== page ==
For proof, consider the world of Mega-transition skating, which more than other disciplines has revolved around competition, at least financially. In his 9 Club appearance, helicoptero wrangler and veteran Flip man Bob Burnquist related a story about skating a MegaRampTM rail competition with Danny Way, among others. Bob Burnquist, noted switchstance practitioner, said he began dropping in switch, and soon was approached by Danny Way, who was doing the same.

BB: He said, you know I’m trying the switch 50-50. …He was like, when we grew up, talking about him and Colin, when one of them touches a trick… and I get that. And I wasn’t planning on doing the switch 50-50, I was planning on doing a switch nosegrind, because I knew he was doing that. This is strategy, competition mode — if I play ping-pong with you I’m not gonna want to lose. I can still be your friend, and be totally fine. But in that moment it seemed like this front came, and I respected it, but it kind of bummed me out a little bit.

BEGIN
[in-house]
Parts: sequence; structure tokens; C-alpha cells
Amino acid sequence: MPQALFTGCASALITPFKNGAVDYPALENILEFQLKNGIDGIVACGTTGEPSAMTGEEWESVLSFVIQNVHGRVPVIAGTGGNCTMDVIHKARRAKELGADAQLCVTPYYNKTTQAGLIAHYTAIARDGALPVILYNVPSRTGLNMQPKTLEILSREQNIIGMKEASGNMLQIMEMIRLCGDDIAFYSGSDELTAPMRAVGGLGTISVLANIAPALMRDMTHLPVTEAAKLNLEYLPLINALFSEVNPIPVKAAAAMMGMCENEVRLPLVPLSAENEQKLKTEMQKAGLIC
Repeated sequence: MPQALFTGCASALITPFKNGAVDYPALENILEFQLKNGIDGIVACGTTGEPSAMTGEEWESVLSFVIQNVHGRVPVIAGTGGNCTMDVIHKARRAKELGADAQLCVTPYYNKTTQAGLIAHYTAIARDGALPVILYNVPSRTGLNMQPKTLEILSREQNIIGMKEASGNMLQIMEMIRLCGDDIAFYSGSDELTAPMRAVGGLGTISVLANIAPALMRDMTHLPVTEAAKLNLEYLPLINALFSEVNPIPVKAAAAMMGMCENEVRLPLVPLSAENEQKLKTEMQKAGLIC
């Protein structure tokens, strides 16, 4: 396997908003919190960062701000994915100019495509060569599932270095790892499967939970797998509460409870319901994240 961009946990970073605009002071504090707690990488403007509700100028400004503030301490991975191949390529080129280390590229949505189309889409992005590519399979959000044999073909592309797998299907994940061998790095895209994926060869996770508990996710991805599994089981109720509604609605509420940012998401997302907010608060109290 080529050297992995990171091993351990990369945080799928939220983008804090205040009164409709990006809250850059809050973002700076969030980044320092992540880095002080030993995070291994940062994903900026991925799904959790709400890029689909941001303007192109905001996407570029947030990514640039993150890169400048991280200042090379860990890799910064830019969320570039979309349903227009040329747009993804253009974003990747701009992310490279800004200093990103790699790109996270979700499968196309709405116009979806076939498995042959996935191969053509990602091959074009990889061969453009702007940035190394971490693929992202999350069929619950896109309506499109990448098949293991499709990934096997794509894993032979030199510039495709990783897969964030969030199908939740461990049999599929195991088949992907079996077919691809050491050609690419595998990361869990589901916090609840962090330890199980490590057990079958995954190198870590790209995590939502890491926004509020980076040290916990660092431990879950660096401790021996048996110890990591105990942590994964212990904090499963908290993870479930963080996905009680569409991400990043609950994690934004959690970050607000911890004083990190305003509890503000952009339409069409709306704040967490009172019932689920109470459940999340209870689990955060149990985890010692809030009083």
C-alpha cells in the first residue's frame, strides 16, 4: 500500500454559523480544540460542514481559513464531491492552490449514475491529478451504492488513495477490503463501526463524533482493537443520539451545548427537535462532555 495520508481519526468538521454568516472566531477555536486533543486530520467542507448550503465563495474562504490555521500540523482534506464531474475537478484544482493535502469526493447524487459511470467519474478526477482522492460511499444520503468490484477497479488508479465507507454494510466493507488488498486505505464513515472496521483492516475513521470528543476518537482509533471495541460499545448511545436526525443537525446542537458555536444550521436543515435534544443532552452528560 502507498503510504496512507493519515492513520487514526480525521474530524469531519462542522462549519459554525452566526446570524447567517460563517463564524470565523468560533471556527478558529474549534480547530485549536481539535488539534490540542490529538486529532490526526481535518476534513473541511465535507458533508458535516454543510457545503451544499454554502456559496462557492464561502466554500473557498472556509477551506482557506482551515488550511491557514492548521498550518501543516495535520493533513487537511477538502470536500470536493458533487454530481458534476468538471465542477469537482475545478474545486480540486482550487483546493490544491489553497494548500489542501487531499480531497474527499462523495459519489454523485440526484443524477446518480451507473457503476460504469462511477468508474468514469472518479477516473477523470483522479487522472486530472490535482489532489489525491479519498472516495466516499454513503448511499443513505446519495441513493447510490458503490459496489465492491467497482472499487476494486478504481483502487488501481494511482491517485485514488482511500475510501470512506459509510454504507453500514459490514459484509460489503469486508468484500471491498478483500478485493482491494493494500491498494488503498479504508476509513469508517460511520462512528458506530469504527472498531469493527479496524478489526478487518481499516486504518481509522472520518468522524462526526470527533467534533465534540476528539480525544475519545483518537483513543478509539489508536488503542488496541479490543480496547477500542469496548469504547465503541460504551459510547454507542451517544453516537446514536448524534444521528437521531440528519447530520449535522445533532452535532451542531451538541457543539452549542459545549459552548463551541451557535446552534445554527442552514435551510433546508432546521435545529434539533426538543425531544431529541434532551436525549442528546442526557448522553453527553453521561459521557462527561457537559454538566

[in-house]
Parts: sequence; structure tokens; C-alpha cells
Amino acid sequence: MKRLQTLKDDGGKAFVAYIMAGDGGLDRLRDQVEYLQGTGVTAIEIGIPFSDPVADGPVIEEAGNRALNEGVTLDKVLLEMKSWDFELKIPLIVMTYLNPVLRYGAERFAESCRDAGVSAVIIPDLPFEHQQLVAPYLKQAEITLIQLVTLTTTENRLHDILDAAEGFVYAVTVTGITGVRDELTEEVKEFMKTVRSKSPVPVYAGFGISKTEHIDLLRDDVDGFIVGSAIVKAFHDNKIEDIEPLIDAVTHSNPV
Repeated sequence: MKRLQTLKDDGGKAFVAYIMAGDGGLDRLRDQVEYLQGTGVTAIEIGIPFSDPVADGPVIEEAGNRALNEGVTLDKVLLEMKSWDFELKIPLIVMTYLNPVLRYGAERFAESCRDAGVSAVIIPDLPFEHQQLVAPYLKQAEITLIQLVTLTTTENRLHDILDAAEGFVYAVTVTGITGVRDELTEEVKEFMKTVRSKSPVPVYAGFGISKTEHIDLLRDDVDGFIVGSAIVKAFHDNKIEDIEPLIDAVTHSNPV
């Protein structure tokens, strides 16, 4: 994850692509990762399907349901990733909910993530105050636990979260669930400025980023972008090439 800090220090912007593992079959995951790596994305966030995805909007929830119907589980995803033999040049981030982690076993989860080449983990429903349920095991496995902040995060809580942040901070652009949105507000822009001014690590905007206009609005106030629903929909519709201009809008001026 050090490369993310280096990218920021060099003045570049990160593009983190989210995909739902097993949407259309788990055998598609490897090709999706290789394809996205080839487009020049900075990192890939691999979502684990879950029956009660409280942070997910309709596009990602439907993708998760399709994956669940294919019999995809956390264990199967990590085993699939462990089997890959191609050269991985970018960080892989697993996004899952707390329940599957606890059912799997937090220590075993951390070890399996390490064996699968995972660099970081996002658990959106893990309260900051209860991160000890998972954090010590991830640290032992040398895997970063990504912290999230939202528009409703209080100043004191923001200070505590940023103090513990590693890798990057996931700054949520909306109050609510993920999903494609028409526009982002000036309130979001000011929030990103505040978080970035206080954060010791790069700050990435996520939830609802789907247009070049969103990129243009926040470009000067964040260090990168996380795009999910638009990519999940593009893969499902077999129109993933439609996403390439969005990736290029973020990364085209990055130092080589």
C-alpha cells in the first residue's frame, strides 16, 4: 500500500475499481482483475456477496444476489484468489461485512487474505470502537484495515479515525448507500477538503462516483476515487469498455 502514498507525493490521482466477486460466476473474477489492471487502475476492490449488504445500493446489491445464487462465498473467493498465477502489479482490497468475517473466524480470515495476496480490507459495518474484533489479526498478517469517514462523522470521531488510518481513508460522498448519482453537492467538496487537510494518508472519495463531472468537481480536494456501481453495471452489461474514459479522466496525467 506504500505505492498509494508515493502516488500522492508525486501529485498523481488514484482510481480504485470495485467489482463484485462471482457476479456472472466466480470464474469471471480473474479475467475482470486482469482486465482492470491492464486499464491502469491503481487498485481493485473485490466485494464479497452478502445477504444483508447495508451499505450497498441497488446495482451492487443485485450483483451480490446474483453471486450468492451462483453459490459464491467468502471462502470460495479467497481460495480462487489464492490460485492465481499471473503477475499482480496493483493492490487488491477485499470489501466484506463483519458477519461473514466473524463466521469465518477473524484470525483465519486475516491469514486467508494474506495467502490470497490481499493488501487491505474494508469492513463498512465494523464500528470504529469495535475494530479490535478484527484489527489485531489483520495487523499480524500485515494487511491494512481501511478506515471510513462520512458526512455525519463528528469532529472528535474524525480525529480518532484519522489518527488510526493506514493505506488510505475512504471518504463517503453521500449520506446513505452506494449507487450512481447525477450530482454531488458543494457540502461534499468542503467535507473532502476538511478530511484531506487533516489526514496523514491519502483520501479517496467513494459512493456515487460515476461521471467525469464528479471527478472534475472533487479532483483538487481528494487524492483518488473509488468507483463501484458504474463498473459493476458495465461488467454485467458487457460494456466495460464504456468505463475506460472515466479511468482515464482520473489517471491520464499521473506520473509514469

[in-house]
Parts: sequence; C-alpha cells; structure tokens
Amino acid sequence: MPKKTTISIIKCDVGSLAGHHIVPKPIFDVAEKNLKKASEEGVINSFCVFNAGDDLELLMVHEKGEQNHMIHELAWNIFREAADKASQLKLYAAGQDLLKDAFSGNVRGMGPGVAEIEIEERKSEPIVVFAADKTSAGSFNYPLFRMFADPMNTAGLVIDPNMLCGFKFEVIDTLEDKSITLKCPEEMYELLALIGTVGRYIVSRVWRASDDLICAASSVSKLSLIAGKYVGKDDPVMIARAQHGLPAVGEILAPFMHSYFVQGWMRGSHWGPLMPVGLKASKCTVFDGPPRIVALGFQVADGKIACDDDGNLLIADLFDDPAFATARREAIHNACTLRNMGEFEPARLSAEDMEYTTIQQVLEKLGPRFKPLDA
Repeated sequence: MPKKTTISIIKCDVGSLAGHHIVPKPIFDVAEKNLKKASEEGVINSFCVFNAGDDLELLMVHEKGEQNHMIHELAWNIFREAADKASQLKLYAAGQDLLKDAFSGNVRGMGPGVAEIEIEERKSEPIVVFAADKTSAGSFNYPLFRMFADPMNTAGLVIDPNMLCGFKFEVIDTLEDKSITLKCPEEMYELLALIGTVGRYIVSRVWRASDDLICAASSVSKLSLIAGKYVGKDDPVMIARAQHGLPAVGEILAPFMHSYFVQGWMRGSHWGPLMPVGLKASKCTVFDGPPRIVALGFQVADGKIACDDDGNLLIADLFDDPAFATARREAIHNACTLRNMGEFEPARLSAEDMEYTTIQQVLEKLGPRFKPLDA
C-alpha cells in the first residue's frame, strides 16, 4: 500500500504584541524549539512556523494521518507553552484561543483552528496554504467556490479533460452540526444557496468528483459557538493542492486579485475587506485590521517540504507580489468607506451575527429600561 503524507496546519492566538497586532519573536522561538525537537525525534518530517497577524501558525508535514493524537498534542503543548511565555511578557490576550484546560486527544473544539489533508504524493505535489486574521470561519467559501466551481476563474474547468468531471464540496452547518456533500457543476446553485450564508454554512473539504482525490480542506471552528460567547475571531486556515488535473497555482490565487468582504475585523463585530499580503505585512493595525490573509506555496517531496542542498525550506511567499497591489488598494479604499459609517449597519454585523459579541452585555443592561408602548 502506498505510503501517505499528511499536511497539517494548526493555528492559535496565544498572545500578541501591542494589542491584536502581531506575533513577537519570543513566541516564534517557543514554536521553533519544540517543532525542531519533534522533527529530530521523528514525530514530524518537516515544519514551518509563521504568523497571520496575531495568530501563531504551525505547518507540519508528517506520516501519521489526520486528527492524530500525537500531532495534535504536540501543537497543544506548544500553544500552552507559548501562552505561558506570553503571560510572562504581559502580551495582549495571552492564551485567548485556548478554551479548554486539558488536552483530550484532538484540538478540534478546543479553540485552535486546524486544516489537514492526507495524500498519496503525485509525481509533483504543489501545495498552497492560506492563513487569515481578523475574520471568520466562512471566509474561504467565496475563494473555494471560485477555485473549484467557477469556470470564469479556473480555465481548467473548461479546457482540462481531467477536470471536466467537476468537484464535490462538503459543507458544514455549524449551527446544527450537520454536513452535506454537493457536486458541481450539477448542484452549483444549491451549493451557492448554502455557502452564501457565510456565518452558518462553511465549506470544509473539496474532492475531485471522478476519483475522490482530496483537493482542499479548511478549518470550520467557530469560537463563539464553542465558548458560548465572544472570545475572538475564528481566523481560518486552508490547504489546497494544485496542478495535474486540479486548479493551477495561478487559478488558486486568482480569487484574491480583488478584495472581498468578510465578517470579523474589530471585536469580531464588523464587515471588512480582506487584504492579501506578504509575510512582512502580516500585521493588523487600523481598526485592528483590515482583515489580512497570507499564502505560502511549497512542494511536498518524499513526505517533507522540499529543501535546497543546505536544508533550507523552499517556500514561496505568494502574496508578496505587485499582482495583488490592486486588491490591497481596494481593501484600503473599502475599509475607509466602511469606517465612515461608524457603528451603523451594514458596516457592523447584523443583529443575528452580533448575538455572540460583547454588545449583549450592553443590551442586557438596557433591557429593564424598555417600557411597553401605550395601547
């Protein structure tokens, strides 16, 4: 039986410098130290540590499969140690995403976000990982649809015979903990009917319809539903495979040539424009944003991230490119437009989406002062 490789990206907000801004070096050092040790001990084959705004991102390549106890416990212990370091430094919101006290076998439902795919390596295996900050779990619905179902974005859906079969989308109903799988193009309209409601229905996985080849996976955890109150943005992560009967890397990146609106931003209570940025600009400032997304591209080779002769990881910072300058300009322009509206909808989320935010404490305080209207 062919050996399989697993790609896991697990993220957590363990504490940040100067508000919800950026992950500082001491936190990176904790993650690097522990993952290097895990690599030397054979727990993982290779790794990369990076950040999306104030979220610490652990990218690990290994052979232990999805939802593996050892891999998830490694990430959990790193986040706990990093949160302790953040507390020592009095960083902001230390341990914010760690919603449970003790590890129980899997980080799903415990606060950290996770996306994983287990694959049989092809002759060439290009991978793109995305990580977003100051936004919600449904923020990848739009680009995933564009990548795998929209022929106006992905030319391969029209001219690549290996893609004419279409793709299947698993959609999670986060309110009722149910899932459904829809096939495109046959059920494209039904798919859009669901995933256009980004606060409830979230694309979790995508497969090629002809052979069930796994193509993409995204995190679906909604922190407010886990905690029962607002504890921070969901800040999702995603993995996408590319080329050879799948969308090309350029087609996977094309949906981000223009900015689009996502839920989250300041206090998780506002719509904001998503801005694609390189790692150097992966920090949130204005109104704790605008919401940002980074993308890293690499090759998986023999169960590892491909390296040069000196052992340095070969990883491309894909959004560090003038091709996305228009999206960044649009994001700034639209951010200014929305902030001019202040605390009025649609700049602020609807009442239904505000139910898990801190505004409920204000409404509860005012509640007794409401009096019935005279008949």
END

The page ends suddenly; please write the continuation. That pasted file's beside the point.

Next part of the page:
…I kind of pulled back. When I skated the contest, I didn’t really go for stuff. I just was kind of holding back, and that kind of hurt me a little bit, because I don’t like doing that.

Bob Burnquist went on to explain how the experience motivated him to film all types of crazy MegaRailTM tricks for Flip’s 2009 vid ‘Xtremely Sorry.’ But a couple years before that, Bob Burnquist had seen the backlash that can come from not holding back. At the 2007 X-Games*, Jake Brown blasted a 360 ollie over the contest’s 70-foot gap before taking a 540 23 feet above the MegaQuarterPipeTM deck. Later, he spun a 720 over the gap right before popping too far off the quarterpipe and plunging 45 feet to the flat. After Jake Brown was helped get up and incredibly walked off the ramp, and things settled down some, Bob Burnquist dropped in, sailed a switch backside 180 over the gap, then launched a 16-foot-high 540, winning the contest. Jake Brown got second, and Dave Carnie rendered his verdict: